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Using the room editor

Using the room editor

Rooms are the spaces where your actual game happens. A room can represent a level, a menu, a UI widget, and is a place where you place your copies (instances of your templates), backgrounds, and tiles. Knowing how to use it to the fullest will ease the level design process.

As of version 3.0, room editor has five tools located in the left panel:

  • Selection tool for moving, scaling, rotating and tweaking your objects in other ways. It supports both copies and tiles.
  • "Add copies" tool to place new copies in the level — instances of your templates.
  • "Add tiles" for placing immobile texture pieces for making your level structure, and just for decoration.
  • "Manage backgrounds" tool that opens a panel in which you can add and manage your backgrounds — repeating backdrops with decorative purposes.
  • "Room properties" tool with room's and camera's settings.

Room editor's toolbar

Moving around:

  • Hold the middle mouse button (the wheel) down and move the cursor to move the camera.
  • You can zoom in and out with mouse wheel — it will zoom into the place you point at.


If you get lost, you can press H key to return to the center of your level and reset zoom. You can also find this command in the zoom dropdown:

Reset view command in the zoom menu

Adding copies and tiles

Tools for adding new copies and tiles have pretty similar functionality.

  • By default, you can draw multiple copies or tiles by pressing your mouse and making a stroke with it. If you have grid enabled, every copy and tile will snap to it; otherwise, they will be placed freely with spacing depending on your previously configured grid size.
  • If you hold the Shift key before starting placing a tile or a copy, your copies and tiles will form a straight line — diagonal, vertical, or horizontal.
  • If you hold the Alt key, grid snapping will be disabled temporarily.
  • Lastly, if you hold the Ctrl key, you will be able to remove stuff with your cursor, like with an eraser.

Working with tiles

To work with tiles, you need a texture that is setup properly — make sure that you've set a proper frame size and the count of columns and rows in your tilesets. In any way, any ct.js texture can work as a tile, even if it has just one frame. You can use it to place static decorations inside your rooms.

Here is an example of a properly set tileset:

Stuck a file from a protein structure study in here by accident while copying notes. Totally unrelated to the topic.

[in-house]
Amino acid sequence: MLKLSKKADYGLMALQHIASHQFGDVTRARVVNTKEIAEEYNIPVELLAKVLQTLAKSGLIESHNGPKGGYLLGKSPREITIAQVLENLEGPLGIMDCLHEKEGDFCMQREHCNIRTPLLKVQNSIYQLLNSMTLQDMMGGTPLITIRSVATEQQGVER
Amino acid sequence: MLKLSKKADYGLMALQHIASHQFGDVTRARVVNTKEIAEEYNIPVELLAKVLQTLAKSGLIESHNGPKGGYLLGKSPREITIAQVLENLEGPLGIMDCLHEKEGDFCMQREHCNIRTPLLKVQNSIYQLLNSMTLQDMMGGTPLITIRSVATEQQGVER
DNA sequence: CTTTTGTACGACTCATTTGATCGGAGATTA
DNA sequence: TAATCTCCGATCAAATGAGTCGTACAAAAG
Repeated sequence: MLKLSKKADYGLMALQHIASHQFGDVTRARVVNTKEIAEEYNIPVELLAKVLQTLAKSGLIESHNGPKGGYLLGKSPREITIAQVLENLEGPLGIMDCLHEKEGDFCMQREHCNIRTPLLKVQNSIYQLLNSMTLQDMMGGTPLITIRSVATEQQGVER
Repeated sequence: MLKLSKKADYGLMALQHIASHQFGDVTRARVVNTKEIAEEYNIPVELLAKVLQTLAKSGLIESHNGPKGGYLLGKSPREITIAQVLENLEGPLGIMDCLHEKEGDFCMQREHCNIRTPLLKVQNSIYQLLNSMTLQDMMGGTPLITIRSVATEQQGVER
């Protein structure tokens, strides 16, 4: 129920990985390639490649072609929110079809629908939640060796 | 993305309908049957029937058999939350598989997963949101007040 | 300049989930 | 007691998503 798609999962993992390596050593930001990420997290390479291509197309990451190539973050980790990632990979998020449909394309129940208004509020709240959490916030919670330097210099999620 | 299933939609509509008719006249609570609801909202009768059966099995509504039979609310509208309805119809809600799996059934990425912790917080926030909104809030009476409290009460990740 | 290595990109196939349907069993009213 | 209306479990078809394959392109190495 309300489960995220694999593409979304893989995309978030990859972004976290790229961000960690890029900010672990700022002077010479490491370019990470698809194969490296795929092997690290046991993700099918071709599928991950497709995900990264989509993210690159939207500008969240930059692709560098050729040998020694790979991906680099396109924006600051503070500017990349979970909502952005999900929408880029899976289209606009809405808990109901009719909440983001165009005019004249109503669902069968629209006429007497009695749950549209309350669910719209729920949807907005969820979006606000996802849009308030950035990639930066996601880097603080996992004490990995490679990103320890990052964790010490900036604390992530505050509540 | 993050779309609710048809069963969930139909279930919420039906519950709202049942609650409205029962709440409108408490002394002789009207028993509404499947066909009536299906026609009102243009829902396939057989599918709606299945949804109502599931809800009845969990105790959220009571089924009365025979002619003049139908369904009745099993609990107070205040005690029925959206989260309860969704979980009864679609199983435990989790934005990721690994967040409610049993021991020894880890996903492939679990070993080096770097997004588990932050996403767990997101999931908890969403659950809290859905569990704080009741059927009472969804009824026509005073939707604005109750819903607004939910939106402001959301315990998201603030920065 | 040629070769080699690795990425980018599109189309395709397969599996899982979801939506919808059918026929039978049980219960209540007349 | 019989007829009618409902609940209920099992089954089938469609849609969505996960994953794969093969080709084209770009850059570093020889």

An example of a properly set tileset

To start working with tiles, press the "Add tiles" tool in the left toolbar of the room editor and press the "Find a Tileset" button. Make sure you have a tile layer — they are listed right under the selected texture. If you don't have one, click the "Add tile layer" button and input its depth.

Then select a tile on the texture you've imported and place it inside the room with a click. You can also select multiple tiles by pressing and dragging your pointer across several frames. After that, draw with tiles with your mouse.


Remember that each tile is placed on a tile layer of a particular depth — placing every tile on an arbitrary depth level is not possible.

Creating a ton of layers is also not recommended, because 1) it is dumb, and 2) each tile layer caches its contexts to boost rendering performance, and if you do use tons of layers, it nullifies the performance boost and worsens the situation with RAM.

Selection tool

Selection tool is probably the most powerful creative instrument in the room editor — it works sililarly to image editors, as you can reposition, rotate, scale, and even recolor multiple entities at once.

When the select tool is active, drag your mouse around copies or tiles to draw a rectangle and select them. You can also select individual objects by clicking on them.


You can change which entities are selected, and which are ignored, by toggling them next to the "Select:" heading.

When you have something selected, a rectangle with several colored handles will appear:

  • Handles in the corners of the rectangle will scale the selection when you drag them;
  • Handles on the sides scale the selection either horizontally or vertically.
  • A handle floating on the right side rotates the selection.

While working with the scale handles, you can use these modifier keys: